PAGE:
I’ve given myself a deadline for completing my next script: December 30, 2016. I can see myself beginning to avoid social interactions and sending phone calls to voicemail. It has been a long time since I have embraced tunnel vision and I am little afraid.
I was surprised last week when a friend stated in passing, “You’re a very disciplined person.” She was enroute to a different point and said it as if it was universally understood by all who knew me. My husband thought it was humorous that this was a surprise to me. In my mind I have a list of friends who train for marathons, pass on dessert after eating only one slice of pizza and tomorrow will rise at 5 AM and leave for work at 6 AM to drive an hour through traffic to be there on time. They are disciplined. I just get obsessed.
First, I must have a period of time with no sick kid, no broken garbage disposal, no dying dog, no sewer leak in my living room, no auto accident, no disease carrying rodents in my back yard and no gem falling out of my wedding band . . . plus a stretch of the calendar containing consistent visits to the gym.
Next, I examine goals from my carousel of pending projects. Landscaping the front yard? Not enough cash flow. Panting the back porch? Tired of home improvement. Cleaning out my husband’s closet? Why bother. He doesn’t care and it will look the same in a few weeks. Find my growing five year old a new wardrobe? I just did that last month. She can get away with those shorts a few more weeks. Work on my next screenplay? Hmmm. I really want to. I really, really want to.
Third, I ask myself, “Is it feasible?” Is this something I can really take on at this time? Can I finish it? This is the most important step of the process. Once I pass this step I cannot stop until the goal is accomplished or I have died trying. Emotional funerals have taken up so much of my time. Many times I have selected “Write My Next Screenplay,” grown fearful that I would not be able to complete it, and to avoid the emotional funeral, I returned it to the project queue.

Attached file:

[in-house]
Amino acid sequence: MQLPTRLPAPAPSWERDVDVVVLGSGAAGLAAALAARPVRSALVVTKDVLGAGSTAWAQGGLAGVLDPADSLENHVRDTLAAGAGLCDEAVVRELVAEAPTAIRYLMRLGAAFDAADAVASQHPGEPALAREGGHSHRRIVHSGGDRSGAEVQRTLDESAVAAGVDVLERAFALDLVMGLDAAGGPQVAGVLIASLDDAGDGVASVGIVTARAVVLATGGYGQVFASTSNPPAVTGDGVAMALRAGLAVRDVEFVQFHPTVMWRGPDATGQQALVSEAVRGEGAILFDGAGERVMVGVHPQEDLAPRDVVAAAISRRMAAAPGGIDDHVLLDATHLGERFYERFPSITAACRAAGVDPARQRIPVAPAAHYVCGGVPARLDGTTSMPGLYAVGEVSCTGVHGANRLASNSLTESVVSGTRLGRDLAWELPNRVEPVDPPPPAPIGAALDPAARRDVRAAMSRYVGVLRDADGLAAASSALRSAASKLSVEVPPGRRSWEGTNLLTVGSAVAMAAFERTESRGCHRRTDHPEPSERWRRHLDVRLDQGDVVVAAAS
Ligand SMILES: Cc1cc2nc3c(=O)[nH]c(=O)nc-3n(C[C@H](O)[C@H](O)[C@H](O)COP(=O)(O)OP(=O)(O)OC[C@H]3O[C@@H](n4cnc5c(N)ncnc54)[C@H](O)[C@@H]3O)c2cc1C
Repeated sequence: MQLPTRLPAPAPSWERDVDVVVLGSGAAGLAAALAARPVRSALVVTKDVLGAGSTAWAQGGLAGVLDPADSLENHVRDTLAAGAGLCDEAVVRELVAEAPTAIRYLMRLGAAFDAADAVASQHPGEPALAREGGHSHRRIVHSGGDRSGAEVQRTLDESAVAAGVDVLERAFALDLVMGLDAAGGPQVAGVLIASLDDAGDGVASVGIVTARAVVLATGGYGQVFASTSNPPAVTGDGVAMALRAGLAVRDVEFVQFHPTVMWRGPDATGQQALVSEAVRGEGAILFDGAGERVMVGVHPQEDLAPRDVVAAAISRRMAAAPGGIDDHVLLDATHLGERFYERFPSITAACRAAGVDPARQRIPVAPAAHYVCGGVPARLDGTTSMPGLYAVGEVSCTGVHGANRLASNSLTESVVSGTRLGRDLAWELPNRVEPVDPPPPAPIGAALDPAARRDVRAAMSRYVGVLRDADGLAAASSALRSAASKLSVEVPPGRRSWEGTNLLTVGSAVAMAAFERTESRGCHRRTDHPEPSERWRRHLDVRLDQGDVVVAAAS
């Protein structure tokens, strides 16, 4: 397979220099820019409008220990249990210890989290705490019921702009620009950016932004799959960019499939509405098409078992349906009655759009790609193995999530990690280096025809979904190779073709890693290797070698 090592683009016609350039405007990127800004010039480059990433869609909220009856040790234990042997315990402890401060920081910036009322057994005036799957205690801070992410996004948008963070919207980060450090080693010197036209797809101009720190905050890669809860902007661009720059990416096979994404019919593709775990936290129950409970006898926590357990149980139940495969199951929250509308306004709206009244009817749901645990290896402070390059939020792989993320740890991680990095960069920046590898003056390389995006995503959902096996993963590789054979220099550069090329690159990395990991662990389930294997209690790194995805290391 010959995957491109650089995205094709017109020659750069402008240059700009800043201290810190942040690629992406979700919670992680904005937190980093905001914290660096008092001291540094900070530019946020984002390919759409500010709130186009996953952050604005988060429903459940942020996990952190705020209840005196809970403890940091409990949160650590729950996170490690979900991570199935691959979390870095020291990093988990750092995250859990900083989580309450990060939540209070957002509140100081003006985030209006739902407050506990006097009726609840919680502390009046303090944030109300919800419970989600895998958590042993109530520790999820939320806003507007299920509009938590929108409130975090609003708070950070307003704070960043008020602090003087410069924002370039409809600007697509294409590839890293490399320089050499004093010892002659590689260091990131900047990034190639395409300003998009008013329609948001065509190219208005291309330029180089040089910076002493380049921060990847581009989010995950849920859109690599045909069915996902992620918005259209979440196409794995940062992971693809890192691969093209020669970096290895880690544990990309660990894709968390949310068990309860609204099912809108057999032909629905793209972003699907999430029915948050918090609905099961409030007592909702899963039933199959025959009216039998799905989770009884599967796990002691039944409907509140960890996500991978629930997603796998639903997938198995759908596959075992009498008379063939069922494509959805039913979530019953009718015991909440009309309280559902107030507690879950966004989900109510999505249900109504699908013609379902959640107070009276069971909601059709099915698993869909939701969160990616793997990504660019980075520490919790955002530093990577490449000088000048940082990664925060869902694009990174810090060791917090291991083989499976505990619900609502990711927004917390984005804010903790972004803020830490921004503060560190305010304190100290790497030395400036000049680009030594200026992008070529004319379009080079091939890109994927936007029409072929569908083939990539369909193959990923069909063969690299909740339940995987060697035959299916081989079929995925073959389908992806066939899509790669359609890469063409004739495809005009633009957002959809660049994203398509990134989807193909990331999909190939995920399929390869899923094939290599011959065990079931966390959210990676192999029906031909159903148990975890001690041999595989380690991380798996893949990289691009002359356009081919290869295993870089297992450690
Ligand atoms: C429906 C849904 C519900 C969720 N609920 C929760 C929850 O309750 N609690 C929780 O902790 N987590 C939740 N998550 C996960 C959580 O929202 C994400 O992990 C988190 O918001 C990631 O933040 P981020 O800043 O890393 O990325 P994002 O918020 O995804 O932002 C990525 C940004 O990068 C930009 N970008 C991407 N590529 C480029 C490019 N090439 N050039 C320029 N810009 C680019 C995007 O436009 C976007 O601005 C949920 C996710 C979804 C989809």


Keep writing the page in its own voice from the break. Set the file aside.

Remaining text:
This time I said yes.
I am now entering “Tunnel Vision.” I have accepted obsession with the goal. When I select the project I will complete I cannot rest until it is done. Even when I have determined I need a break, I Google incessantly for an answer. Or conduct yet another search on Amazon because if I discern the right key word I will magically discover the perfect product that is the right size, color and price.
When I am writing a script I become Charles Schulz-ish—always thinking about my story, my characters, my next scene. When my husband was in graduate school I wrote my first full-length script. I would work a day job, eat supper and sit down at the computer for an hour. I had to sit there for at least an hour. Sometimes it would turn into three. On the weekends I would write for several hours each day. After three months I was ¾ finished but completely dried up. I would do the time at the screen but no words would flow. I had a scene-by-scene outline but I could not squeeze out a syllable. I peeped my head out of Tunnel Vision to realize I had no social interactions with any of my girlfriends for 90 days. I declared a week off and hung out with one friend each night. After that, I forced myself to take a night off each week to hang. I had to keep the verbiage flowing.
And that is what I am afraid of. Not that the text will allude me but that I will disconnect from my life. Tunnel vision is the solution to immense projects when you have no house, no dog, no child, no business and no bi-weekly blog to write. I want to live in my story and get it down but I am fearful my friends will feel I only want them around to prevent the writers disease which must-not-be-named. I dread the idea that I will be even more impatient with my daughter. I wonder if my husband will still want to date me if every dinner is a brainstorming session for my current plot point.
My fears may be crazy or they may be real, but there is a way to keep them from coming to pass.
And so I have forced myself to put away my scene-by-scene outline to write this blog entry –a day or so late is better than never. Before I return to the land of my meticulously crafted 4th grader characters, I will eat dinner with my family.
Maybe they can help me with the scene about the family dinner.
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